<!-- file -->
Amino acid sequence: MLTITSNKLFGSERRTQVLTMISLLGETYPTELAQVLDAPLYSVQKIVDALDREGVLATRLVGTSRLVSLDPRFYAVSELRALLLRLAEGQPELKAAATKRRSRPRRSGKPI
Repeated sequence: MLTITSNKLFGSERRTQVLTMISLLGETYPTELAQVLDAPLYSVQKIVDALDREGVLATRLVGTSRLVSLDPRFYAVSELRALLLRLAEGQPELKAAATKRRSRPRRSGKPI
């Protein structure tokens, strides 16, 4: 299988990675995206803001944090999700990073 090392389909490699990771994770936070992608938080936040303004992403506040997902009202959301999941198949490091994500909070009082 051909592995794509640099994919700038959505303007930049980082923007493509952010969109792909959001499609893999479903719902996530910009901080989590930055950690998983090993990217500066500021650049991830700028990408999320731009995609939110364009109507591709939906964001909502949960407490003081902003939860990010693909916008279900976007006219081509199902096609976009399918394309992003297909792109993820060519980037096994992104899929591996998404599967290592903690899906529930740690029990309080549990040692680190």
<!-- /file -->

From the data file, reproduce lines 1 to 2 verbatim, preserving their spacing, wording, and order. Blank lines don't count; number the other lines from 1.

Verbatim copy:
Amino acid sequence: MLTITSNKLFGSERRTQVLTMISLLGETYPTELAQVLDAPLYSVQKIVDALDREGVLATRLVGTSRLVSLDPRFYAVSELRALLLRLAEGQPELKAAATKRRSRPRRSGKPI
Repeated sequence: MLTITSNKLFGSERRTQVLTMISLLGETYPTELAQVLDAPLYSVQKIVDALDREGVLATRLVGTSRLVSLDPRFYAVSELRALLLRLAEGQPELKAAATKRRSRPRRSGKPI